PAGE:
A Full Pack

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Several plein air paintings were used as the resource for this composite piece created in the studio. The majority of those paintings were made during pack trips in the Eastern Sierra Mountains. Every August a group of us head up for our annual painting, camping trip. We usually make camp somewhere between 9–11,000 ft. elevation. It's a difficult hike for me to make. Living in middle Tennessee doesn't give me much chance to 'practice high elevation breathing.' I work out for months to prepare my muscles for the 6-9 mile hike each year. These pack mules carry the bulk of the load for us, including all of the food for the cook's tent for the trip. Anything over 50 lbs., we pack in ourselves on our backs. This is one sure way of cutting down on what you bring along! I want to think lightweight, warm, dry clothes and boots, minimal colors of paint tubes, fewer brushes, my lightest pochade called a Sketchbook and mini tripod, and Claessens #15 double oil-primed linen mounted on 3mm Sintra or gatorfoam. 

In this painting, the mules are crossing one of several streams along our way. Often times the mules are on a different trail than we are, but it is a reassuring sight when our paths cross every now and then.

In the background we see the Minarets, and Banner Peak, and Mount Ritter (12,264'; 12,936' and 13,150' respectively).  We took the Ritter Trail out of Red's Meadow Pack Station. Our camp site was just below Banner Peak on Garnet Lake . Known as part of the  Ansel Adams Wilderness, Garnet Lake is 8.55 miles from the trailhead and about 3 miles north of the John Muir Trail. 

Email lori@loriputnam.com to find out where to view and purchase this painting. 

See how their colors move and create different shapes against the colors of summer by clicking here, Heavy Cream. 

See the painting of Jones Creek by clicking here, Blurred Lines.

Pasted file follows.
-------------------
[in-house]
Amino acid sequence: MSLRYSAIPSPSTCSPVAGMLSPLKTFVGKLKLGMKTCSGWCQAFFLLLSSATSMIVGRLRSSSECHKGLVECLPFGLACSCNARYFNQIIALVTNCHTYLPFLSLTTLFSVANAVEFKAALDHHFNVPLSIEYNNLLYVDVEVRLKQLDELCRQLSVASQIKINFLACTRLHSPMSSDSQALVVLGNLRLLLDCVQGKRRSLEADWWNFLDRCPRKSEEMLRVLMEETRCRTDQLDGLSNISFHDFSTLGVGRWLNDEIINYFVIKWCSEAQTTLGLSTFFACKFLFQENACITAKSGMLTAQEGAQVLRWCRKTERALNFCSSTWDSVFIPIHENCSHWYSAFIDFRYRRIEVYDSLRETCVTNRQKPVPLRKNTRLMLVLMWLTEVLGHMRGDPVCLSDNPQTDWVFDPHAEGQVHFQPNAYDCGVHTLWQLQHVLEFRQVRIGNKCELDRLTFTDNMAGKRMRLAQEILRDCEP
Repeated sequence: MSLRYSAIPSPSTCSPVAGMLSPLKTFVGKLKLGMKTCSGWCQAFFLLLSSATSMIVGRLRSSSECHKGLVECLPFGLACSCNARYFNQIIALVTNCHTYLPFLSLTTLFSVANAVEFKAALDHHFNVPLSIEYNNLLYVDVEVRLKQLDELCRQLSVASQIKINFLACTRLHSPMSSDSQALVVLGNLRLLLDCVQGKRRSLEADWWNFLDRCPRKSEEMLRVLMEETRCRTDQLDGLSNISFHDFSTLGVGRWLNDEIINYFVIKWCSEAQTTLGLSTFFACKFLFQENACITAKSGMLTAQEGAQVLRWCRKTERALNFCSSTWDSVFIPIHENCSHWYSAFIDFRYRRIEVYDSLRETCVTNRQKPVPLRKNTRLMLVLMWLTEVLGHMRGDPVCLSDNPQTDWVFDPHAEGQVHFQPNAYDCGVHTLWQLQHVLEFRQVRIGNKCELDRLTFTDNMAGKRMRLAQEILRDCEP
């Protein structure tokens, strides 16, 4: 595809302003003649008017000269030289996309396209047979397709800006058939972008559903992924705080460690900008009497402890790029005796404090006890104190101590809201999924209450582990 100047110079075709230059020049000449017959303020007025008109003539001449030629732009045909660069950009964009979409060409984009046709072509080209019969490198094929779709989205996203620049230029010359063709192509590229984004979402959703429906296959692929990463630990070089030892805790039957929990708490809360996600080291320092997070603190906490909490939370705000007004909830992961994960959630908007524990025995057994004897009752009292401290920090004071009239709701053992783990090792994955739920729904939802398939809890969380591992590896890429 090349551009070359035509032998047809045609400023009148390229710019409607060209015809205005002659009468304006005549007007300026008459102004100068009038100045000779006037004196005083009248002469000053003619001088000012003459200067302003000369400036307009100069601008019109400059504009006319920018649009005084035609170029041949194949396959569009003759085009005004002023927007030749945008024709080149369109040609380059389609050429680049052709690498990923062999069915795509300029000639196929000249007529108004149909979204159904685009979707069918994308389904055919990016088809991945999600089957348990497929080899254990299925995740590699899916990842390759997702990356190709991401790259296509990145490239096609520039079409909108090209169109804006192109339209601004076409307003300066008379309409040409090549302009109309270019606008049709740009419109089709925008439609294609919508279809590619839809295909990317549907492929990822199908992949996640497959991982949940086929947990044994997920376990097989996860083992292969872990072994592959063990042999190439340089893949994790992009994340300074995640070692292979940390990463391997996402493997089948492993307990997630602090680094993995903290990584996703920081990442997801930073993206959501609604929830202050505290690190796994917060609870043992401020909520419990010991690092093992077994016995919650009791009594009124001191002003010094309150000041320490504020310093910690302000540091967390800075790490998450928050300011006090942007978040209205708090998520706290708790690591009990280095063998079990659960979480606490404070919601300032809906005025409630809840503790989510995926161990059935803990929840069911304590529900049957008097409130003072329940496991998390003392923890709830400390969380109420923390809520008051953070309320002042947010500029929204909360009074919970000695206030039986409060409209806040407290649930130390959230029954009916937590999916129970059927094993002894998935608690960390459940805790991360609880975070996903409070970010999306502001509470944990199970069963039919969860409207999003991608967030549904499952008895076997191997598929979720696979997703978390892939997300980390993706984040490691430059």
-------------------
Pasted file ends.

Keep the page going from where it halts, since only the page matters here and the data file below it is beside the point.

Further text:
To check availability of any of the work on my website, email lori@loriputnam.com.

 

Tribute

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We recently completed the building of my new studio in rural Charlotte, Tennessee. Unpacking boxes, stacking books, and placing artwork that was created by some of my greatest friends resulted in this still-life, interior motif.  The paintings and sculpture seen here are very loose interpretations of the actual works themselves. The sculpture, bathed in the beautiful north light of the studio, is by artist Alan LeQuire. The figure at top left is by Matt Linz, followed by a nude in candlelight in the middle by Quang Ho, and a portrait sketch by Kevin Beilfuss at top right.  These were all gifts or trades from these guys. Yes, I am very fortunate. Having works  surround me during the day inspires me to try new things, to grow, and to explore other subjects and mediums.  This is my tiny "Tribute" to those four amazing artists. I love having you with me every day!

Email lori@loriputnam.com to find out where to view and purchase this painting. 

See how their colors move and create different shapes against the colors of summer by clicking here, Heavy Cream. 

See the painting of Jones Creek by clicking here, Blurred Lines.

To check availability of any of the work on my website, email lori@loriputnam.com.

Blurred Lines

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Shapes, textures, patterns, lines, colors,

these are the elements that excite me to create. 

Jones Creek runs very near my home in Middle Tennessee. This scene is one of the narrower passages, just before it flows into the Harpeth River. 

I have noticed similar scenes during winter travels to Manitowoc, Wisconsin. The rich tones of the water look particularly dark against the bright snow. It was a rare gift to find such a view here in Tennessee. We no longer get huge snows in the winter like we did when I was a little girl. When it does snow here, it never sits on the long enough for the sun to cast beautiful shadows like this. 

Every shape in this painting is completely different than every other shape. From the largest chunks to the smallest marks, I carefully painted them with intention and purpose. It is a misconception that painting loosely and expressively is some how quick, random, or without thought. On the contrary. To paint with what appears to be total abandon, I must concentrate, make a million decisions, place, scrape, move back and forth. In calculated moves, I step in and out of the canvas, dancing with the image forming there. 

Email lori@loriputnam.com to find out where to view and purchase this painting. 

See how their colors move and create different shapes against the colors of summer by clicking here, Heavy Cream. 

See the painting of Jones Creek by clicking here, Blurred Lines.

To check availability of any of the work on my website, email lori@loriputnam.com.